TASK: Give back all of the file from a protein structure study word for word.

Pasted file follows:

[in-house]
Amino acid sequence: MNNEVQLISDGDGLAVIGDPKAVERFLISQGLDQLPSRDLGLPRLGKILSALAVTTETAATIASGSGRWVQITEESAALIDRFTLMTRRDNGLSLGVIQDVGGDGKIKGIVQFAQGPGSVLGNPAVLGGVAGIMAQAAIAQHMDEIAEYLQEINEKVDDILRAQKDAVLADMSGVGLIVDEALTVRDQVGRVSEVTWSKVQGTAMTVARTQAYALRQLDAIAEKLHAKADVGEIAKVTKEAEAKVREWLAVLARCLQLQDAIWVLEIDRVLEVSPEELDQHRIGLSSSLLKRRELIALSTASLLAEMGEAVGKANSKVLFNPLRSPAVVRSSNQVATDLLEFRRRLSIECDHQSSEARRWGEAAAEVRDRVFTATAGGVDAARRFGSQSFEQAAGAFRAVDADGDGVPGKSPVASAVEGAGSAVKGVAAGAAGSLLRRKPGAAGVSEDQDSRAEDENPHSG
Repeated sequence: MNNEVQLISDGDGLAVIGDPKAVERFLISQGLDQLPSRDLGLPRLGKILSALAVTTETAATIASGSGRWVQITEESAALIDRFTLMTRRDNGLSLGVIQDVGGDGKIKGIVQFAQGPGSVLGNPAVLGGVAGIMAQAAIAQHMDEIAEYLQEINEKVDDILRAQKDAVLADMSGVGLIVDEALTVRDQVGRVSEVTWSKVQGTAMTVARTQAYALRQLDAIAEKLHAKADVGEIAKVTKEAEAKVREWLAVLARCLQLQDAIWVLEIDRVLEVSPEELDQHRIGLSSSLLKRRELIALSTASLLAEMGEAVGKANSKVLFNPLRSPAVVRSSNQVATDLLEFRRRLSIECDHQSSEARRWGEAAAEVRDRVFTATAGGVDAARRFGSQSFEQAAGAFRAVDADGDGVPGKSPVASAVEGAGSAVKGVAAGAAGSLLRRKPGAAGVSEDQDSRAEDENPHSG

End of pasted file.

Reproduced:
[in-house]
Amino acid sequence: MNNEVQLISDGDGLAVIGDPKAVERFLISQGLDQLPSRDLGLPRLGKILSALAVTTETAATIASGSGRWVQITEESAALIDRFTLMTRRDNGLSLGVIQDVGGDGKIKGIVQFAQGPGSVLGNPAVLGGVAGIMAQAAIAQHMDEIAEYLQEINEKVDDILRAQKDAVLADMSGVGLIVDEALTVRDQVGRVSEVTWSKVQGTAMTVARTQAYALRQLDAIAEKLHAKADVGEIAKVTKEAEAKVREWLAVLARCLQLQDAIWVLEIDRVLEVSPEELDQHRIGLSSSLLKRRELIALSTASLLAEMGEAVGKANSKVLFNPLRSPAVVRSSNQVATDLLEFRRRLSIECDHQSSEARRWGEAAAEVRDRVFTATAGGVDAARRFGSQSFEQAAGAFRAVDADGDGVPGKSPVASAVEGAGSAVKGVAAGAAGSLLRRKPGAAGVSEDQDSRAEDENPHSG
Repeated sequence: MNNEVQLISDGDGLAVIGDPKAVERFLISQGLDQLPSRDLGLPRLGKILSALAVTTETAATIASGSGRWVQITEESAALIDRFTLMTRRDNGLSLGVIQDVGGDGKIKGIVQFAQGPGSVLGNPAVLGGVAGIMAQAAIAQHMDEIAEYLQEINEKVDDILRAQKDAVLADMSGVGLIVDEALTVRDQVGRVSEVTWSKVQGTAMTVARTQAYALRQLDAIAEKLHAKADVGEIAKVTKEAEAKVREWLAVLARCLQLQDAIWVLEIDRVLEVSPEELDQHRIGLSSSLLKRRELIALSTASLLAEMGEAVGKANSKVLFNPLRSPAVVRSSNQVATDLLEFRRRLSIECDHQSSEARRWGEAAAEVRDRVFTATAGGVDAARRFGSQSFEQAAGAFRAVDADGDGVPGKSPVASAVEGAGSAVKGVAAGAAGSLLRRKPGAAGVSEDQDSRAEDENPHSG